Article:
The Poems of Henry Van Dyke eBook

This eBook from the Gutenberg Project consists of approximately 381 pages of information about The Poems of Henry Van Dyke.

These are the gifts I ask
Of thee, Spirit serene: 
Strength for the daily task,
Courage to face the road,
Good cheer to help me bear the traveller’s load,
And, for the hours of rest that come between,
An inward joy in all things heard and seen. 
These are the sins I fain
Would have thee take away: 
Malice, and cold disdain,
Hot anger, sullen hate,
Scorn of the lowly, envy of the great,
And discontent that casts a shadow gray
On all the brightness of the common day. 
These are the things I prize
And hold of dearest worth: 
Light of the sapphire skies,
Peace of the silent hills,
Shelter of forests, comfort of the grass,
Music of birds, murmur of little rills,
Shadows of cloud that swiftly pass,
And, after showers,
The smell of flowers
And of the good brown earth,—­
And best of all, along the way, friendship and mirth. 
So let me keep
These treasures of the humble heart
In true possession, owning them by love;
And when at last I can no longer move
Among them freely, but must part
From the green fields and from the waters clear,
Let me not creep
Into some darkened room and hide
From all that makes the world so bright and dear;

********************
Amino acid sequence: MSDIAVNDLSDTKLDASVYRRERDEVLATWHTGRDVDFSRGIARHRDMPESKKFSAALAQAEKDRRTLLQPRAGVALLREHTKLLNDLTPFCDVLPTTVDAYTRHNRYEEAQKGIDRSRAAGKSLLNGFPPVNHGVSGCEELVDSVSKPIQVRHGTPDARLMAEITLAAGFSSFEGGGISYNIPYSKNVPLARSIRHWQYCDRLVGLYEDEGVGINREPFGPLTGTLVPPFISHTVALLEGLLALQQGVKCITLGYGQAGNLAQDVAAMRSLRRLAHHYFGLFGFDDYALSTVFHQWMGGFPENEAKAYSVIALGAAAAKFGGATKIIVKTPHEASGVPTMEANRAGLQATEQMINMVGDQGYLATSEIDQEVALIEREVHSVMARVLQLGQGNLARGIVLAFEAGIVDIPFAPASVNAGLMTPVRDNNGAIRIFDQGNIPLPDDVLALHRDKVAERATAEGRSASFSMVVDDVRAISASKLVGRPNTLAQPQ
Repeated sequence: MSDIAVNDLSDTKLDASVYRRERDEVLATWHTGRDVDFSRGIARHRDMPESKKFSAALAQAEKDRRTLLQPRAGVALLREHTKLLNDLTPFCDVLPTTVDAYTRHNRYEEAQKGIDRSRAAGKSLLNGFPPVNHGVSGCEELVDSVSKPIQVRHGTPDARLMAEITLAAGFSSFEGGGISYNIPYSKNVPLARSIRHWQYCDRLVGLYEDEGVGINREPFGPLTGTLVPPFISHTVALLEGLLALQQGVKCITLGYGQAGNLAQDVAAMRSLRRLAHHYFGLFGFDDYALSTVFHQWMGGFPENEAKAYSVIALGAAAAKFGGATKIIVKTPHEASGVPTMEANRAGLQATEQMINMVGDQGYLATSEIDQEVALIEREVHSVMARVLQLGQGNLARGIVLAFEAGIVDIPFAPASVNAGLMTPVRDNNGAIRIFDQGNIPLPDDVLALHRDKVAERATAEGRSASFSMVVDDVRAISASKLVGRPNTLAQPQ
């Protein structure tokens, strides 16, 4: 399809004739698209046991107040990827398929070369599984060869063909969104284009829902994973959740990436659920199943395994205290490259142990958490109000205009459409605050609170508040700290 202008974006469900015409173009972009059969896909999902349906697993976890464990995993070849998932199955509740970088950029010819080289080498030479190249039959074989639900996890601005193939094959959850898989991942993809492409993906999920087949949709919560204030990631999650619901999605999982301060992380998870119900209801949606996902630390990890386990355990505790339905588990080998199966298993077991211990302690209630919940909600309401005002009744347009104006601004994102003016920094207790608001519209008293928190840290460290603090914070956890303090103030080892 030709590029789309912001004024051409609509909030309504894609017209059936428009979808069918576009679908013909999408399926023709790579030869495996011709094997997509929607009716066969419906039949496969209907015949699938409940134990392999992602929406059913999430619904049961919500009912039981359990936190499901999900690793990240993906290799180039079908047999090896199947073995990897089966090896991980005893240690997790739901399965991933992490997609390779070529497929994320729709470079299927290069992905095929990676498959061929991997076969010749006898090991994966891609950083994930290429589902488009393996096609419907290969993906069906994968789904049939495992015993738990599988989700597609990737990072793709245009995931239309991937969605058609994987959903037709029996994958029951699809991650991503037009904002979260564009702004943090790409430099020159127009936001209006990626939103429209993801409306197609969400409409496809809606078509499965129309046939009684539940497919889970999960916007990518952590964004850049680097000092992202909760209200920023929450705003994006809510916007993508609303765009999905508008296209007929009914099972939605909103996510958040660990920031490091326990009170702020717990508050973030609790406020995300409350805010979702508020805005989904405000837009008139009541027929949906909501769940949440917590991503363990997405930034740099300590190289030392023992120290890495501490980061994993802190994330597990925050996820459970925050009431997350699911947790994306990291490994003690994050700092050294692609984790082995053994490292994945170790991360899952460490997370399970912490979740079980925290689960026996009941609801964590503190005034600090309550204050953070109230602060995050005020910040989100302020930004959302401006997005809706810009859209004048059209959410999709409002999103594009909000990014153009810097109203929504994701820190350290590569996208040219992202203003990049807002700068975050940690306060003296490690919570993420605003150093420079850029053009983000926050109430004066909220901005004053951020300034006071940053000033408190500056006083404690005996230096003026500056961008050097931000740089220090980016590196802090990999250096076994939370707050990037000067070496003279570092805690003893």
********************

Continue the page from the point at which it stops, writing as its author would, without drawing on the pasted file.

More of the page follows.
But throw the windows wide
To welcome in the light;
And while I clasp a well-beloved hand,
Let me once more have sight
Of the deep sky and the far-smiling land,—­
Then gently fall on sleep,
And breathe my body back to Nature’s care,
My spirit out to thee, God of the open air.





In the rubbish heaps of the ancient city of Oxyrhynchus, near the River Nile, a party of English explorers, in the winter of 1897, discovered a fragment of a papyrus book, written in the second or third century, and hitherto unknown.  This single leaf contained parts of seven short sentences of Christ, each introduced by the words, “Jesus says.”  It is to the fifth of these Sayings of Jesus that the following poem refers.




        Hear a word that Jesus spake
          Nineteen hundred years ago,
          Where the crimson lilies blow
        Round the blue Tiberian lake: 
        There the bread of life He brake,
          Through the fields of harvest walking
          With His lowly comrades, talking
          Of the secret thoughts that feed
          Weary souls in time of need. 
        Art thou hungry?  Come and take;
        Hear the word that Jesus spake! 
  ’Tis the sacrament of labour, bread and wine divinely blest;
  Friendship’s food and sweet refreshment, strength and courage, joy and

Project Gutenberg
The Poems of Henry Van Dyke from Project Gutenberg. Public domain.